CONCERNS FOR EXPECTANT MUMS
An expectant mum contacted The Herald this week and told us that mums to- be are being told to consider opting to give birth in Withybush to ease pressures on the DAV and ensure that maternity services remain in Pembrokeshire. She told us that she feels midwives have been trying to plant the seed for mums to stay in Pembrokeshire, despite accepting that birth at Withybush might be no safer than having a home birth attended by a midwife. She also said that midwives have been telling expectant mothers that staff shortages at Glangwili mean that aftercare is poorer than at Withybush and that there is pressure on staff to turnaround beds too quickly. Rebecca (name changed) said: “I made the to decision to go to Carmarthen early on in my pregnancy, but when I went to a recent appointment, I felt very confused afterwards after feeling pressured to agree that I would be better off going to Withybush due to the poor aftercare, even though if I needed an emergency caesarean or even an epidural, I wouldn’t be able to have one due to there being nobody qualifi ed to perform the procedure.” Rebecca also reported that she had been led to understand that if people do not use the midwife led unit, it will close all together and there will be nowhere at all to have a baby in Pembrokeshire. The Pembrokeshire Herald reported staff fears on that very point last summer, when the Board closed Withybush’s Special Care Baby Unit and ended consultant-led care at the hospital. Rebecca continued: “I’ve also been told to call the midwife when I go into labour so I can be checked to see when I should go to the hospital, but whenever I call them, whether it be at the doctors surgery or the midwife led unit, nobody has ever answered the phone to me when I call, and I have to leave a message to be picked up later. “The Midwife Led Unit never goes to answerphone and never stops ringing. “What worries me most is that problems can’t always be detected until they’re happening in labour. Expectant mothers in labour are expected to wait until contractions are fi ve to six minutes apart, despite having to travel for up to an hour or even more, with the risk of waters breaking in the car on the way.”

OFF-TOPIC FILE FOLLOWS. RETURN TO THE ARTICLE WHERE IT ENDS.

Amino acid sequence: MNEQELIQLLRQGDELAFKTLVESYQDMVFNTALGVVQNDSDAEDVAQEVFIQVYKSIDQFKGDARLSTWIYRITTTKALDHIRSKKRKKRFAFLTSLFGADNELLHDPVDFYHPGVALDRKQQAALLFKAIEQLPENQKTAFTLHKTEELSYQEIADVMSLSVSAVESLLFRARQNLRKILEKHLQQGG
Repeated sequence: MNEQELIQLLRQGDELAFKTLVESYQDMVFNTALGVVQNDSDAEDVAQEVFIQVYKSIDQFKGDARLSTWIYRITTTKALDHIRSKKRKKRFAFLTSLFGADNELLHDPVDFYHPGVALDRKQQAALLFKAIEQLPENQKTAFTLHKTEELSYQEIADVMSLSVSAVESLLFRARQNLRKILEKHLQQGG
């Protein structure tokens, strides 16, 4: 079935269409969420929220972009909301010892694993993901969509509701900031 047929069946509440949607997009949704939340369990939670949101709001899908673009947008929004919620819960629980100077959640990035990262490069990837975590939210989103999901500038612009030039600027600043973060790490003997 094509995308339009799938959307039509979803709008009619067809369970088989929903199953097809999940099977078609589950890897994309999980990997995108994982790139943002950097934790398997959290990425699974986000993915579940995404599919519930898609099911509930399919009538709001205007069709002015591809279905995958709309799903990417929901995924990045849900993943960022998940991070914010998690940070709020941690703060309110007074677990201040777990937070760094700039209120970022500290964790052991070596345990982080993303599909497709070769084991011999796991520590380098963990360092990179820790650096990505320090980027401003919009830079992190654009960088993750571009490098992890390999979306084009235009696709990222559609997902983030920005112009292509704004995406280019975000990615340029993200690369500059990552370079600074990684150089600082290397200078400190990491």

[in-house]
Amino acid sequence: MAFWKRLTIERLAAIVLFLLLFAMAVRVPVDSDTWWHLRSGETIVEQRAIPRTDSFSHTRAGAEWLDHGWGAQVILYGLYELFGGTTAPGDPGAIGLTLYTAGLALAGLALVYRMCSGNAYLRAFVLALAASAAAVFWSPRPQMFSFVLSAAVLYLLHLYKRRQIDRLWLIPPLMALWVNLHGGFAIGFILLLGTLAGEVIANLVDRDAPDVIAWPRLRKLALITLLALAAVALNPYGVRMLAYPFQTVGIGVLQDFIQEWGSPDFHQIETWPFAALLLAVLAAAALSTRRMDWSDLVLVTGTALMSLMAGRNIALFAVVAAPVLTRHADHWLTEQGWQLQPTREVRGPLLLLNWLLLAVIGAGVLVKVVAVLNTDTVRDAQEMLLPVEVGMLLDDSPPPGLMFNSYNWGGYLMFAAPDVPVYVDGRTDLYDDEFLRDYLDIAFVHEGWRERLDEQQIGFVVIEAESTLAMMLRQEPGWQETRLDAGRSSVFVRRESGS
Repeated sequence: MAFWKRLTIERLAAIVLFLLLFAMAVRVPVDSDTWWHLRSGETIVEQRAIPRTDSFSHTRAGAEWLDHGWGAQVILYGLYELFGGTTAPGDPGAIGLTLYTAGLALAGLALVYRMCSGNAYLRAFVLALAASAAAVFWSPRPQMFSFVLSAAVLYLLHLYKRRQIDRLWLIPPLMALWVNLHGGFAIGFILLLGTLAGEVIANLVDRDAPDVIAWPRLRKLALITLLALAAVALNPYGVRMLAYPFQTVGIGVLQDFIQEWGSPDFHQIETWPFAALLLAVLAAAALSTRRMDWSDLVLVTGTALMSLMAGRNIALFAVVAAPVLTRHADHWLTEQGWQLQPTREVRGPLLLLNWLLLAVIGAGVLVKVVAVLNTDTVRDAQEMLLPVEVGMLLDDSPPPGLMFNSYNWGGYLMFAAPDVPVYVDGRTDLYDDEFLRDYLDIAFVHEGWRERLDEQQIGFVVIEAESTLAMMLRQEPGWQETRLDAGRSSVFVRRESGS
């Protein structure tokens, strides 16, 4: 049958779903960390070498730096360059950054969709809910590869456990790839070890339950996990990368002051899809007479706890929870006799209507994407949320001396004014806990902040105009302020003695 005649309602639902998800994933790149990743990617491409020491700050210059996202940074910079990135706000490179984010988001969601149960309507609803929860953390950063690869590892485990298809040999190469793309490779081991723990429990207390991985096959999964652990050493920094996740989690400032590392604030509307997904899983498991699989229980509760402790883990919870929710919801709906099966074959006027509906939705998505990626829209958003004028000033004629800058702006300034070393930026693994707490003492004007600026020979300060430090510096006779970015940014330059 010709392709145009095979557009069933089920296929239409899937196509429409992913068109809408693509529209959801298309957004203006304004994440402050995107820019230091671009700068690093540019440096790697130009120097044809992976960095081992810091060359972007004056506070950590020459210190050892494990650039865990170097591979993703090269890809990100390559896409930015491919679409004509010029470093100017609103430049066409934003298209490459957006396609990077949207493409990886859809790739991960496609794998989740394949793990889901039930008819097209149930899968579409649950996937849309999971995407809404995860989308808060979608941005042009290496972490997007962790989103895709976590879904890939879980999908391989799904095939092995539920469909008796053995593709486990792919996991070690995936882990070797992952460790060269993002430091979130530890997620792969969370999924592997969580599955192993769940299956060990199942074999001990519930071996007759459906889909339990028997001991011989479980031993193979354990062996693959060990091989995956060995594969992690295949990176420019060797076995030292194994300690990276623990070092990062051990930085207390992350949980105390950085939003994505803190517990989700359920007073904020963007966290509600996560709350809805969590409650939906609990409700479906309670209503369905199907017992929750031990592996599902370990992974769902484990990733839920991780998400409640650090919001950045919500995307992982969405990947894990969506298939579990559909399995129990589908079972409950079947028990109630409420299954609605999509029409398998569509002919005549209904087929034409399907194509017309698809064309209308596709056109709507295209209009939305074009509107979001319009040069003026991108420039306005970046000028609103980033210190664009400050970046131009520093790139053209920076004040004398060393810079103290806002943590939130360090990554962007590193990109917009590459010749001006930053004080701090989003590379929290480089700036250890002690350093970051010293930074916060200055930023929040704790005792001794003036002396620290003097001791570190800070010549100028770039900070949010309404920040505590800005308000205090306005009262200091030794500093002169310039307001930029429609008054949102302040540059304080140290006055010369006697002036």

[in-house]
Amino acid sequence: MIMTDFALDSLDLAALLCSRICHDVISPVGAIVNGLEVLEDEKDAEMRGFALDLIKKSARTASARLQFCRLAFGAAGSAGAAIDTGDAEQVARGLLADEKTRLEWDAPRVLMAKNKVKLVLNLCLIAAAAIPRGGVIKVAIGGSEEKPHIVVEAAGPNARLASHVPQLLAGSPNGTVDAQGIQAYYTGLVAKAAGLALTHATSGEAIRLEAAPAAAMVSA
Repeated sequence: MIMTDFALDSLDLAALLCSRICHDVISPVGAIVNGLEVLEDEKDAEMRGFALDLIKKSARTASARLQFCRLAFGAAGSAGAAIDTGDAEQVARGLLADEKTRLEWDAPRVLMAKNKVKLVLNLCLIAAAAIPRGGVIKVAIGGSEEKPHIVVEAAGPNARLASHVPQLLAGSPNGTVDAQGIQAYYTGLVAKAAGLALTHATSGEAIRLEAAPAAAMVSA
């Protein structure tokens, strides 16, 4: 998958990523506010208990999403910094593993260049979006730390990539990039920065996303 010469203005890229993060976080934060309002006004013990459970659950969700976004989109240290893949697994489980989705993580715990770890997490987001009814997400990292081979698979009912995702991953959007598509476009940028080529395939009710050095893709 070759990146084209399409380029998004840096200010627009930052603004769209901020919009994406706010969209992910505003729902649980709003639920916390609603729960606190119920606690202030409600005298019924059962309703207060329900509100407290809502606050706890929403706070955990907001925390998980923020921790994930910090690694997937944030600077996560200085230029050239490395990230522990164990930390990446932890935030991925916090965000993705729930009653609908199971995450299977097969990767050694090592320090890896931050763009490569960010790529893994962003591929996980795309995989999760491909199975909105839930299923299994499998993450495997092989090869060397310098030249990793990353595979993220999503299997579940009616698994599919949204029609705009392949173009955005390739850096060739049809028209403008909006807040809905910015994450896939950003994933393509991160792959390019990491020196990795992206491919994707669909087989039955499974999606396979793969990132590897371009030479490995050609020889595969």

New Quay RNLI rescue two people in the water
ON FRIDAY (Jul 16), New Quay RNLI’s inshore lifeboat was requested to launch by HM Coastguard following reports of two people in the water off Ynys Lochtyn, near Llangrannog, having capsized their kayak.
At 10.40am New Quay’s inshore lifeboat Audrey LJ launched with three volunteer crew members on board and made good speed down the coast in excellent weather conditions.
Huw Williams, New Quay RNLI’s helm said, “When we arrived on scene we found one person had made it back onto the kayak and one still in the water. Both had been in the water for 30 minutes and were struggling in the tidal current so it was important that we got them on board to be assessed.
“The Coastguard Rescue Helicopter was also tasked but was stood down after we confirmed that both casualties were safe and well, with no injuries.
“Having got the casualties and the kayak onto the lifeboat we transferred them to Llangrannog beach where we handed over to the RNLI lifeguards and the New Quay Coastguard rescue team.”
It was also a first shout for New Quay RNLI’s newest crew member, Will Best.
Will is an international yachtsman and, sailing on the yacht Alegre, he has chalked up wins in both the Rolex Middle Sea and Giraglia Races. He was also navigator on board the winning 2011 Sydney to Hobart race boat Loki. As well as sailing competitively, Will specialises in the design and installation of electronic systems on Grand Prix race boats and super yachts. He has also worked with a number of America’s Cup and Volvo race teams.
Roger Couch, New Quay RNLI’s Lifeboat Operations Manager said, “Will brings a wealth of seafaring knowledge and is a great addition to the crew. Welcome on board Will!”
Will added, “It has been great to join the New Quay RNLI crew. They are a great team and I’m glad I’ve got my first shout under my belt.”
Man, 22, charged with murder of John William Bell in Cardigan